Travis Tritt & Marty Stuart - "No Hats--But Plenty Of Fun!"

This appeared in Country Fever Magazine - October 1992

It's no surprise that Travis Tritt and Marty Stuart have been packing them in on every date of their whimsically titled "No Hats Tour." How often do fans get to see two of country's most popular, most talented (and best-looking) acts not only sharing a bill, but also sharing the mike for duets?

Some people are calling Travis and Marty "The Waylon and Willie of the '90s," which suits them fine, since those are the guys that these two non-conforming types grew up admiring. Along the way, the two have found not only commercial success, but a deep and lasting friendship.

I first met Marty during rehearsal for the Academy of Country Music Awards show in 1986. He was nominated for Top New Male Vocalist in a field that also included T. Graham Brown, Keith Whitley, Billy Burnette and Randy Travis. Even in this stellar field, Marty stood out, with his good looks, unique wardrobe and rockabilly flair. He was wed at the time to beautiful Cindy Cash, one of Johnny's daughters, and his first album had just come out on CBS Records. Marty seemed bound for the big time. Alas, Randy Travis won the award, Marty and Cindy split, and the album (although critically acclaimed) went nowhere. Marty was to put in several more discouraging years in Nashville before signing with MCA and hitting the top with his Hillbilly Rock album in 1989. That's the year I met Travis Tritt under more auspicious circumstances, over trendy little Spago pizzas on the patio of the Sunset Strip office of his superstar manager, Ken Kragen. Kragen had realized early the potential of this young man from Georgia, and his career was in high gear from the very first hit, "Country Club." I recall joking with Kragen's assistant that Travis had "the devil in those eyes"--and female country fans agreed. My friends have grown tired of hearing me rave over these two, but I'm not through yet.

These guys have so much in common that it seems inevitable that they would eventually collaborate. Both are Southern-born singer/songwriters with unconventional attitudes and the ability to appeal to a hip, young audience. They're good-looking, sexy, dynamic, ambitious, and passionate about their music. Separately, they're hot. Together, they're the hottest ticket of 1992!

Travis recalled how the two hatched the idea for the "No Hats Tour." "The whole thing got started when Marty and I were backstage at Nashville Now and we had just read an article calling all the new country singers 'Hat Acts.' That was a little discouraging to us, because we were just as strong as anything else out there at the time, and we didn't wear hats, and we weren't hat acts. We decided that we were going to have to get some attention and come up with a name for ourselves, so we started calling ourselves a 'Hair Act.' Later on, when we started putting this tour together, we needed to come up with a name, and 'Hair Act' tour just didn't sound right. I believe it was Marty's manager who came up with the idea of the 'No Hats' tour since we don't wear cowboy hats. They came up with the logo with the cowboy hat with the slash through it like the Ghostbusters thing, and we loved it. It just seemed to stick because the fans really latched on to it."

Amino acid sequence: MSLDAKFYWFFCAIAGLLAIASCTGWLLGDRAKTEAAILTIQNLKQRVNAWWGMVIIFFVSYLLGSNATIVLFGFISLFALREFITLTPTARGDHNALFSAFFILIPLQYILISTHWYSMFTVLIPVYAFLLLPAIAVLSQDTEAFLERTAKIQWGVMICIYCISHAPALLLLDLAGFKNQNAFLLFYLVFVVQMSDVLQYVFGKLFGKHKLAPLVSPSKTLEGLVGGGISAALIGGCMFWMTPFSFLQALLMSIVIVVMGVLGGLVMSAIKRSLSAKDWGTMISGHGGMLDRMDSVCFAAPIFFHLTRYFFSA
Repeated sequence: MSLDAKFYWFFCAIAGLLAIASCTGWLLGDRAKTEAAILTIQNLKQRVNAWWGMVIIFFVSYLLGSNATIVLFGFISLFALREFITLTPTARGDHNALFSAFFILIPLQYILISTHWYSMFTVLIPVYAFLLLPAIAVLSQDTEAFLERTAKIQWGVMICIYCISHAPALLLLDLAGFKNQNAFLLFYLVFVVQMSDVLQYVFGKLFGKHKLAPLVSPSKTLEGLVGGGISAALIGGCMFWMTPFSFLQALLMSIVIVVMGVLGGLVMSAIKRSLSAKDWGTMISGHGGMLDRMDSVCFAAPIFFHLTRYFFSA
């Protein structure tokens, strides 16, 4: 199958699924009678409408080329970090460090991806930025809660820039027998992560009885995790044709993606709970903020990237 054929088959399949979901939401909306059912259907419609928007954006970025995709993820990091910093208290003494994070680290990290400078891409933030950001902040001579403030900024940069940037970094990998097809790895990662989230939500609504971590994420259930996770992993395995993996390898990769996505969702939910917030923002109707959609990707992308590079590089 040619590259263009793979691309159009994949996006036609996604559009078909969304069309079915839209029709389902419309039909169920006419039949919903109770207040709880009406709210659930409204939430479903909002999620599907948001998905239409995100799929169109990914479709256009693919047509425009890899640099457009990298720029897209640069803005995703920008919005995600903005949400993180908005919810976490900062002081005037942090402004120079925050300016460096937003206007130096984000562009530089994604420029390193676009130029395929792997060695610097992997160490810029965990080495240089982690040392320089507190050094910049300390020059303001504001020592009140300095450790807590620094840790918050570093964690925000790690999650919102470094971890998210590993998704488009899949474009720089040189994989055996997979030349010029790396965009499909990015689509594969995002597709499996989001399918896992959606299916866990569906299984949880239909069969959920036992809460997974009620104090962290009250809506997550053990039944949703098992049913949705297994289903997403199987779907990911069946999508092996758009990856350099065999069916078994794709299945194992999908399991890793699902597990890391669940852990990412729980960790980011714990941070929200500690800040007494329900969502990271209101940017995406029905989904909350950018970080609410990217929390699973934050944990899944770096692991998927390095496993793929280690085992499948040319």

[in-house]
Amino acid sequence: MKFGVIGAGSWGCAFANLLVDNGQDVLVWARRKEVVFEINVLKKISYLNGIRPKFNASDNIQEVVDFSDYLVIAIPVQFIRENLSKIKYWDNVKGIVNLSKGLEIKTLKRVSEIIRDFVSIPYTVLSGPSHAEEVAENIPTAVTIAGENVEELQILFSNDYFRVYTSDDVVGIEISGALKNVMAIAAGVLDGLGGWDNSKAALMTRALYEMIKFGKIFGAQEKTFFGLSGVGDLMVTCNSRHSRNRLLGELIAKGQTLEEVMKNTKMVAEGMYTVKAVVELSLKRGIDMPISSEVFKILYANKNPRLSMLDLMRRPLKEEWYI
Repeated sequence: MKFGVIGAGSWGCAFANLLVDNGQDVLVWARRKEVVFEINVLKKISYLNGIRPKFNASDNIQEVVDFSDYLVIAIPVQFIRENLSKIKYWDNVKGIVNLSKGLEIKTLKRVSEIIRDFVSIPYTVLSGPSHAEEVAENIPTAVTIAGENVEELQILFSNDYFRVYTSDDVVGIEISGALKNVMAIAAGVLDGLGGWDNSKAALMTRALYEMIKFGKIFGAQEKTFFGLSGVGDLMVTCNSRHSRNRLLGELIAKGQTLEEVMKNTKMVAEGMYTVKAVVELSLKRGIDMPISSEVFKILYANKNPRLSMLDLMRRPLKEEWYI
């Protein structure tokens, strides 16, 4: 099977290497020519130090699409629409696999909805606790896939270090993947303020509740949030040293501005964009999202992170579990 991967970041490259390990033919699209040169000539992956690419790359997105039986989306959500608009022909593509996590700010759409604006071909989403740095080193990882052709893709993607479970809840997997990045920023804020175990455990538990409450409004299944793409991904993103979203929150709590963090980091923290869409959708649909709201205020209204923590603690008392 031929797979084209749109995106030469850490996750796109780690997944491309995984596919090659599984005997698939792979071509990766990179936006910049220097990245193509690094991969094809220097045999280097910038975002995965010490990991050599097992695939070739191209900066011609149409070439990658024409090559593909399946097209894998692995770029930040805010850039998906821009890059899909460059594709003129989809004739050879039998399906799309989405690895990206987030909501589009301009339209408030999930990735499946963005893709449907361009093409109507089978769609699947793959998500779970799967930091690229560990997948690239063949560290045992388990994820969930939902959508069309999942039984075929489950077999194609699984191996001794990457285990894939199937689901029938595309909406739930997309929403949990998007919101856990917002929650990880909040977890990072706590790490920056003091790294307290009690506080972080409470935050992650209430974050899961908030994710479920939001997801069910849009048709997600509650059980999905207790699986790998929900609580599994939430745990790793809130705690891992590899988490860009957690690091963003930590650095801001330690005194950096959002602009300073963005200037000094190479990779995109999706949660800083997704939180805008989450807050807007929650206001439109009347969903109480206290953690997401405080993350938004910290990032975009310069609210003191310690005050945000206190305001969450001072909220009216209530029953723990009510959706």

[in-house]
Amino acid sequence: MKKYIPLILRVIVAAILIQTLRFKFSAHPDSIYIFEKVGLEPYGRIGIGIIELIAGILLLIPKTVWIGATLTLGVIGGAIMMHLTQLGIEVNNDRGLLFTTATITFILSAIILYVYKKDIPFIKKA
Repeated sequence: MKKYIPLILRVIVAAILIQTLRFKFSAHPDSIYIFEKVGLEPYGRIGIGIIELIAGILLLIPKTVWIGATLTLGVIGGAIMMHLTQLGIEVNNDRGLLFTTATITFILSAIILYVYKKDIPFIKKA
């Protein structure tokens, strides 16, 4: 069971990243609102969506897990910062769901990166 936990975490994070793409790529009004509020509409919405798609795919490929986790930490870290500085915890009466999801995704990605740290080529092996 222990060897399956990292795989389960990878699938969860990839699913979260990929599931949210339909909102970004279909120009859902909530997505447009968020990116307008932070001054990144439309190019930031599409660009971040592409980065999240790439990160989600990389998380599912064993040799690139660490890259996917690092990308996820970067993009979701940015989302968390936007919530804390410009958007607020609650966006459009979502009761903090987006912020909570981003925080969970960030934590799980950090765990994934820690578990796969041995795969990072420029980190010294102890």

"It was poking fun at ourselves," Marty added. "In Nashville, the executives refer to you as a hat act or a non-hat act. Well, Travis and I were talking and saying how we both look ridiculous in cowboy hats. Then my manager said, 'Why don't you just call it the no-hats tour? Have a hat with a slash through it.' It's just a commercial hook."

Travis looked back to how the two met for the first time. "Marty and I met backstage two years ago at the CMA Awards in Nashville. It was just a quick meeting in the hall, and I told him how much I really enjoyed his music, and he told me how much he enjoyed mine, and we went our separate ways. A few weeks later, he sent me a song that he thought I would be real interested in called 'The Whiskey Ain't Workin',' which he had done the demo on. I immediately fell in love with the song and recorded it for th album. Since he had done such a fantastic job on the demo, we called him up and asked him if he would be interested in playing on the record. He came over and did a great job on it. Then we asked him if he would be interested in singing on it, so he did, and he was just fantastic. It was the first duet I'd ever done and it turned out to be a number one record for us."

"I wrote the song 'The Whiskey Ain't Workin' to be on my Tempted Album, but we ran out of time and space." added Marty. "I thought the song was a hit, so I made a demo tape of it and had my publisher send it over to Warner Brothers to Bocephus or that new guy Travis Tritt who had a song out called "Country Club." So Travis recorded it, and his producer called and asked me to play guitar on the record, then to sing a verse. I did and didn't think anymore about it. They put some harmony on it and it became a duet. That became my first number one record and, through that song, Travis and I became friends."

The two realized very quickly that they had a great deal in common. "I liked him right away," Travis said of Marty. "I'd heard all kinds of stories about him, that he was a cocky little ass [laughing], and I heard other people say other things about him, but he really turned out to be a good ole down-home boy. The thing about it is, people were saying the same things about both of us, and none of them were really true. We're both different from the average run-of-the-mill country singer."

"I didn't know what to expect," Marty recalled. "I thought I liked him. When we were doing 'The Whiskey Ain't Workin' video, I had my bus there, so we used it a a dressing room between takes. We hung out for two days and, by the second day, I felt like I'd known him all my life. I felt like we grew up down the road from each other. I feel like Travis is my brother now. He's the kind of person that I don't have to look over my shoulder because I know he's there. I hope he feels the same about me. It's a lifelong friendship. I know the difference in a passing-through friend and a lifelong friend because I have both, and Travis is a friend for life."